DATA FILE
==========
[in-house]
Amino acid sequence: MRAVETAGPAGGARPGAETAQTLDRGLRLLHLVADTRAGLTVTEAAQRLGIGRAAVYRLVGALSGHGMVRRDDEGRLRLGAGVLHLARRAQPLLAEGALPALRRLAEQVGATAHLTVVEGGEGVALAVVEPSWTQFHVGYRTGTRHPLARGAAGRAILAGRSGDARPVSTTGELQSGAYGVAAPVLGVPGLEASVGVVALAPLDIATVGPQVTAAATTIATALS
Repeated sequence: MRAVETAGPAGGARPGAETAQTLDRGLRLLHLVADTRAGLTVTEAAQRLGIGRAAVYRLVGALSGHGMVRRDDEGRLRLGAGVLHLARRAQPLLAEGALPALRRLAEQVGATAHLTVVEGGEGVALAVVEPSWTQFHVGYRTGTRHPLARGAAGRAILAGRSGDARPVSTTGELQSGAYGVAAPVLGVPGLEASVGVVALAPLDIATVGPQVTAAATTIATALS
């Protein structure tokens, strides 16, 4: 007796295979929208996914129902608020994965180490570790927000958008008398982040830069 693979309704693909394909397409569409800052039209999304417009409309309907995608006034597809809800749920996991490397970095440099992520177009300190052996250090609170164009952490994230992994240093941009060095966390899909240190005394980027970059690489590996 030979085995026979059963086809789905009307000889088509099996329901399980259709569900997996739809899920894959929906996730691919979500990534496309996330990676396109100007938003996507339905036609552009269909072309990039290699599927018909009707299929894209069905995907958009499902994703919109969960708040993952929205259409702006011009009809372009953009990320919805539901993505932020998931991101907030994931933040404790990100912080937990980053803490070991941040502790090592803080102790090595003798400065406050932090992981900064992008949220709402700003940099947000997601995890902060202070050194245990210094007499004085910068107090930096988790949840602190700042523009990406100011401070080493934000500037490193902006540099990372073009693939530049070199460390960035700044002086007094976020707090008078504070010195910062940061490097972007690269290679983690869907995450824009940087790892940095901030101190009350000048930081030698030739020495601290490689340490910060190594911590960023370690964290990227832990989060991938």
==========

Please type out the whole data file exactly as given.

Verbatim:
[in-house]
Amino acid sequence: MRAVETAGPAGGARPGAETAQTLDRGLRLLHLVADTRAGLTVTEAAQRLGIGRAAVYRLVGALSGHGMVRRDDEGRLRLGAGVLHLARRAQPLLAEGALPALRRLAEQVGATAHLTVVEGGEGVALAVVEPSWTQFHVGYRTGTRHPLARGAAGRAILAGRSGDARPVSTTGELQSGAYGVAAPVLGVPGLEASVGVVALAPLDIATVGPQVTAAATTIATALS
Repeated sequence: MRAVETAGPAGGARPGAETAQTLDRGLRLLHLVADTRAGLTVTEAAQRLGIGRAAVYRLVGALSGHGMVRRDDEGRLRLGAGVLHLARRAQPLLAEGALPALRRLAEQVGATAHLTVVEGGEGVALAVVEPSWTQFHVGYRTGTRHPLARGAAGRAILAGRSGDARPVSTTGELQSGAYGVAAPVLGVPGLEASVGVVALAPLDIATVGPQVTAAATTIATALS
């Protein structure tokens, strides 16, 4: 007796295979929208996914129902608020994965180490570790927000958008008398982040830069 693979309704693909394909397409569409800052039209999304417009409309309907995608006034597809809800749920996991490397970095440099992520177009300190052996250090609170164009952490994230992994240093941009060095966390899909240190005394980027970059690489590996 030979085995026979059963086809789905009307000889088509099996329901399980259709569900997996739809899920894959929906996730691919979500990534496309996330990676396109100007938003996507339905036609552009269909072309990039290699599927018909009707299929894209069905995907958009499902994703919109969960708040993952929205259409702006011009009809372009953009990320919805539901993505932020998931991101907030994931933040404790990100912080937990980053803490070991941040502790090592803080102790090595003798400065406050932090992981900064992008949220709402700003940099947000997601995890902060202070050194245990210094007499004085910068107090930096988790949840602190700042523009990406100011401070080493934000500037490193902006540099990372073009693939530049070199460390960035700044002086007094976020707090008078504070010195910062940061490097972007690269290679983690869907995450824009940087790892940095901030101190009350000048930081030698030739020495601290490689340490910060190594911590960023370690964290990227832990989060991938």